|Linux Market Share in Revenues|
|Company||Q1-2003 % share||Q1-2002 % share||% Change in share|
|Source: IDC, May 2003. |
* H-P is the combined results of Compaq and Hewlett-Packard in Q1 2002.
H-P ( HPQ) cranks out more sales from Linux hardware than anybody else -- a prized claim to one of the few hot spots of a sluggish server market. The big question going forward is whether that lead can hold up amid fierce ankle-biting from Dell ( DELL), a powerhouse in commodity servers, and IBM ( IBM), with its deep pockets and massive research investment in Linux. It's a strategic question worth asking given Linux sales jumped 35% in the first quarter, while the overall server market slumped nearly 4%, according to IDC. Faced with tight budgets, more corporate hardware buyers are choosing Linux, the so-called open source operating system that typically runs on Intel ( INTC)-based hardware, over the conventional Unix systems running on proprietary hardware from IBM or H-P. Though the latest results show H-P held the top spot in Linux revenues by a comfortable margin, it's seen its portion of the pie shrink over the last year -- mostly because after its merger with Compaq, it shuttered the H-P line of servers and kept only the Compaq line. Meanwhile, both Dell and IBM upped their share of the Linux market.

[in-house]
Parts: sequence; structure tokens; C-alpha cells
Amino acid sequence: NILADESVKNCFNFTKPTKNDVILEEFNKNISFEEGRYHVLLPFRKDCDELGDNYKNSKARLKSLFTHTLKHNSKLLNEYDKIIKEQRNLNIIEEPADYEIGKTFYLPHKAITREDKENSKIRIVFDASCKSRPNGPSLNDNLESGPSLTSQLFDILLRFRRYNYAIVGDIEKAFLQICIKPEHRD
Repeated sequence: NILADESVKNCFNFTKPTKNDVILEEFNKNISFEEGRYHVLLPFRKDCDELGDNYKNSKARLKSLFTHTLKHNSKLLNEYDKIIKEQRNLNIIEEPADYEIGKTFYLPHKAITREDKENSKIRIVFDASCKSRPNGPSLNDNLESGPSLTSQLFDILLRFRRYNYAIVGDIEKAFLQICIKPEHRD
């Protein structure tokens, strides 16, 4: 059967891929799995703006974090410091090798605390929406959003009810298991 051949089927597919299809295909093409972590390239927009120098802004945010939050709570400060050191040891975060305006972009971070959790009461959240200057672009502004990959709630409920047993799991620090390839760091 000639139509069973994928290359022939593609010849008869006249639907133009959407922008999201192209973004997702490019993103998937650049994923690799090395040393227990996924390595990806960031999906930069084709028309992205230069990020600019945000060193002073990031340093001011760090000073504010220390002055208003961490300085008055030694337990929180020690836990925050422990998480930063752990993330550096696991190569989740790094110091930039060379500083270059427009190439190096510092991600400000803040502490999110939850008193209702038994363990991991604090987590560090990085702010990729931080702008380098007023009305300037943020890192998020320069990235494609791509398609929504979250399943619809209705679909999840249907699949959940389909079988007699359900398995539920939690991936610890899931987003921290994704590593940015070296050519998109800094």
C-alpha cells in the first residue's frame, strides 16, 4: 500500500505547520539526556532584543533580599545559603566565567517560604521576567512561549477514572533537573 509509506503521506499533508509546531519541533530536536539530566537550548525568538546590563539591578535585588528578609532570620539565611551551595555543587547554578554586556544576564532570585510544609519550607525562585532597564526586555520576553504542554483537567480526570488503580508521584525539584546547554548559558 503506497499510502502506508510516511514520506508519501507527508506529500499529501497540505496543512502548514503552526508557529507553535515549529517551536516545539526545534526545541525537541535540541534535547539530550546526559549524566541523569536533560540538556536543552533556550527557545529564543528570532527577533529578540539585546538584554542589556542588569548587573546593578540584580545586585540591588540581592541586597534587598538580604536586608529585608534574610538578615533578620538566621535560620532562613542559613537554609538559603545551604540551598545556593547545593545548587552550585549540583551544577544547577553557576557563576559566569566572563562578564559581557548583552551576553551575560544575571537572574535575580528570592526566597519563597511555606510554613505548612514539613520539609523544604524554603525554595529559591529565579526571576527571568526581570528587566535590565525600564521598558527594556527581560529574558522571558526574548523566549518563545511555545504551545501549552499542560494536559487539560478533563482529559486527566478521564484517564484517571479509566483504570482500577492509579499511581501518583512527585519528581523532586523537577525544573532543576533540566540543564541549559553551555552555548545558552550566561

To be sure, some analysts caution against reading too much into the latest share numbers. "I think it's too early to say H-P's squeezed by IBM and Dell," says Robert Cihra, an analyst at Fulcrum Global Partners. Though H-P has been losing share to Dell, that partly reflects the fact that Compaq had a big chunk of the market to lose, having pretty much invented the Intel-based server over a decade ago, he says. "I think H-P has a good shot of really benefiting from Linux because H-P via Compaq is such a big name in Intel servers," Cihra concludes. Fulcrum does no banking. More than 90% of unit shipments of Linux are based on Intel platforms, according to IDC.